Granting immunity in order to get Mike Flynn’s testimony in congressional hearings would be a very bad idea, if history is any indication.
This NY Times story published in July 1990 explains what happened in the case of Oliver North, the former Marine who was a central character in the Iran-contra scandal during the administration of President Ronald Reagan (“NORTH CONVICTION REVERSED IN PART; REVIEW IS ORDERED“).
An appeals court threw out North’s convictions because the trial court had not properly determined whether evidence presented at trial had been improperly tainted by North’s testimony before Congress.
The bottom line is that testimony under a grant of immunity is likely to undermine criminal prosecutions, not only of the person granted immunity, but potential all of those accused of being involved in the same matters.
According to the 1990 story:
In the summer of 1987, Congress granted immunity to Administration figures like Mr. North and Mr. Poindexter over the reservations of the independent prosecutor, Lawrence M. Walsh. Congress moved quickly to get to the bottom of the affair, in which the Reagan Administration sold arms to Iran and diverted some proceeds to the Nicaraguan rebels.
Prosecutors Assess Ruling
Republican defenders of the Reagan Administration have said the urgency to get the hearings under way quickly stemmed from a politically motivated effort by Democrats to use the Congressional inquiry to criticize Mr. Reagan’s Iran-contra policies and to appear vigorous in investigating a high-profile scandal that aroused an outpouring of public concern.
The decision today demonstrates the difficulties in bringing to trial an official who has previously been forced to testify before Congress. [News analysis, page 7.]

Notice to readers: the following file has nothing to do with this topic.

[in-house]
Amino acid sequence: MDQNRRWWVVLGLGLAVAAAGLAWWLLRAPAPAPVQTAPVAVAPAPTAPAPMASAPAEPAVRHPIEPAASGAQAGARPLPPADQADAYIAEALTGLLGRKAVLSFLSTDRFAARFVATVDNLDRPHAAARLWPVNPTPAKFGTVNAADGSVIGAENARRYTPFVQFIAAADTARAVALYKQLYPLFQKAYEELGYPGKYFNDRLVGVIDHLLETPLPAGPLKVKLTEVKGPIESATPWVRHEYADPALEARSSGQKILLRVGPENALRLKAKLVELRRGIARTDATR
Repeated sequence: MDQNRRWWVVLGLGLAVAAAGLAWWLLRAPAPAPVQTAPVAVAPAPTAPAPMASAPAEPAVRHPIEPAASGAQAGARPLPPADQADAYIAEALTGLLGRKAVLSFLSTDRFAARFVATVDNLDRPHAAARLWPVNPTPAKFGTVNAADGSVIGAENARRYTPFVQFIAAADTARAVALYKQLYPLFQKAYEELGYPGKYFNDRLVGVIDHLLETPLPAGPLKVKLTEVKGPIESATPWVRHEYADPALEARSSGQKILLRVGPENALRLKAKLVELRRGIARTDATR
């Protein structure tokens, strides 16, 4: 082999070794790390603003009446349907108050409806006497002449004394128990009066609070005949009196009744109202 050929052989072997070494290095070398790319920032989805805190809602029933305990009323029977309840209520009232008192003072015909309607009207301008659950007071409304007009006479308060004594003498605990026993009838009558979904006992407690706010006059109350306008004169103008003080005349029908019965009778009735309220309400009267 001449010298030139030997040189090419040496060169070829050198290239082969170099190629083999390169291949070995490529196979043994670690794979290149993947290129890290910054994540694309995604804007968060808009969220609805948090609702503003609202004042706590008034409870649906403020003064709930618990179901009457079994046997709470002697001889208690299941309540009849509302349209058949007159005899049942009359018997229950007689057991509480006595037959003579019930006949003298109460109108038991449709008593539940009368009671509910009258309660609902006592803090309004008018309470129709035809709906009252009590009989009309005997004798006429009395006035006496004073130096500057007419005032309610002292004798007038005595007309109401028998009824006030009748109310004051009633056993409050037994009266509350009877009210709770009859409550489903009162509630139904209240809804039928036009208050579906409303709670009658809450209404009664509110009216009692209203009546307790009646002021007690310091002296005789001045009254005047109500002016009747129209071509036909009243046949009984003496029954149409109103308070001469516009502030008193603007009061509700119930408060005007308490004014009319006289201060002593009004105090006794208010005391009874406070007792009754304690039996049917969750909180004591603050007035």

Here’s a section from the decision of the U.S. Court of Appeals for the D.C. Circuit.
When the government proceeds to prosecute a previously immunized witness, it has “the heavy burden of proving that all of the evidence it proposes to use was derived from legitimate independent sources.” Kastigar, 406 U.S. at 461-62, 92 S. Ct. at 1665. The Court characterized the government’s affirmative burden as “heavy.” Most courts following Kastigar have imposed a “preponderance of the evidence” evidentiary burden on the government. See White Collar Crime: Fifth Survey of Law-Immunity, 26 Am.Crim.L.Rev. 1169, 1179 & n. 62 (1989) (hereafter “Immunity”). The Court analogized the statutory restrictions on use immunity to restrictions on the use of coerced confessions, which are inadmissible as evidence but which do not prohibit prosecution. Kastigar, 406 U.S. at 461, 92 S. Ct. at 1665. The Court pointed out, however, that the “use immunity” defendant may “be in a stronger position at trial” than the “coerced confession” defendant because of the different allocations of burden of proof. Id.
There’s a much longer explanation of constitutional basis of the issue. Worth at least skimming.
It seems that the Trump administration might back immunity as a way to make future criminal prosecutions difficult, if not impossible. That’s not a good deal for the rest of us.